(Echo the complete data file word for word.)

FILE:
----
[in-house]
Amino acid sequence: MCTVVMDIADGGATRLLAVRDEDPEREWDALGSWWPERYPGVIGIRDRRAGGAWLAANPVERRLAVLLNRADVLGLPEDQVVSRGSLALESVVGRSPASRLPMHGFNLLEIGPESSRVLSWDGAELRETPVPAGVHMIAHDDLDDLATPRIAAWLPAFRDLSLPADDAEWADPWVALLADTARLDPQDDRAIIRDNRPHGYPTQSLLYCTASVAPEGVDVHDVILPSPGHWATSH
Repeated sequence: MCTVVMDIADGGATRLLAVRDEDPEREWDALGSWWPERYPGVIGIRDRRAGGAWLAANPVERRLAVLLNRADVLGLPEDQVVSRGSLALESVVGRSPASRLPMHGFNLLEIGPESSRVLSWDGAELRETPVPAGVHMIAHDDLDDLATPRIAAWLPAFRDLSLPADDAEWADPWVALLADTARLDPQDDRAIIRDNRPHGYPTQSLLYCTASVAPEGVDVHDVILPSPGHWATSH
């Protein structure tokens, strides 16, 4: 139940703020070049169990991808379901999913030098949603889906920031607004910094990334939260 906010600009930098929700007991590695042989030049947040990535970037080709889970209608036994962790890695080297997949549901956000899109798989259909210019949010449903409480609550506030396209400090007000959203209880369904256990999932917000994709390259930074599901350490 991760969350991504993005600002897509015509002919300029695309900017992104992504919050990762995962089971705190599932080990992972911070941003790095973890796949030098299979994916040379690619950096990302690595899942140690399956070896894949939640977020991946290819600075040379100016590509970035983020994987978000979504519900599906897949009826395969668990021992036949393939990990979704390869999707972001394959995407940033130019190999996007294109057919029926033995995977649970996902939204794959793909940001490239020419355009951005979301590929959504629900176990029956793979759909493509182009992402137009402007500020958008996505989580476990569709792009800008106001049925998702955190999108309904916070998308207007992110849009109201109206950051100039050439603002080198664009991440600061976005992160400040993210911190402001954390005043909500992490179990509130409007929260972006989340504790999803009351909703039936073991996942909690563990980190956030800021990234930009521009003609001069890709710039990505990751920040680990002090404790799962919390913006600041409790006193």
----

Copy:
[in-house]
Amino acid sequence: MCTVVMDIADGGATRLLAVRDEDPEREWDALGSWWPERYPGVIGIRDRRAGGAWLAANPVERRLAVLLNRADVLGLPEDQVVSRGSLALESVVGRSPASRLPMHGFNLLEIGPESSRVLSWDGAELRETPVPAGVHMIAHDDLDDLATPRIAAWLPAFRDLSLPADDAEWADPWVALLADTARLDPQDDRAIIRDNRPHGYPTQSLLYCTASVAPEGVDVHDVILPSPGHWATSH
Repeated sequence: MCTVVMDIADGGATRLLAVRDEDPEREWDALGSWWPERYPGVIGIRDRRAGGAWLAANPVERRLAVLLNRADVLGLPEDQVVSRGSLALESVVGRSPASRLPMHGFNLLEIGPESSRVLSWDGAELRETPVPAGVHMIAHDDLDDLATPRIAAWLPAFRDLSLPADDAEWADPWVALLADTARLDPQDDRAIIRDNRPHGYPTQSLLYCTASVAPEGVDVHDVILPSPGHWATSH
């Protein structure tokens, strides 16, 4: 139940703020070049169990991808379901999913030098949603889906920031607004910094990334939260 906010600009930098929700007991590695042989030049947040990535970037080709889970209608036994962790890695080297997949549901956000899109798989259909210019949010449903409480609550506030396209400090007000959203209880369904256990999932917000994709390259930074599901350490 991760969350991504993005600002897509015509002919300029695309900017992104992504919050990762995962089971705190599932080990992972911070941003790095973890796949030098299979994916040379690619950096990302690595899942140690399956070896894949939640977020991946290819600075040379100016590509970035983020994987978000979504519900599906897949009826395969668990021992036949393939990990979704390869999707972001394959995407940033130019190999996007294109057919029926033995995977649970996902939204794959793909940001490239020419355009951005979301590929959504629900176990029956793979759909493509182009992402137009402007500020958008996505989580476990569709792009800008106001049925998702955190999108309904916070998308207007992110849009109201109206950051100039050439603002080198664009991440600061976005992160400040993210911190402001954390005043909500992490179990509130409007929260972006989340504790999803009351909703039936073991996942909690563990980190956030800021990234930009521009003609001069890709710039990505990751920040680990002090404790799962919390913006600041409790006193």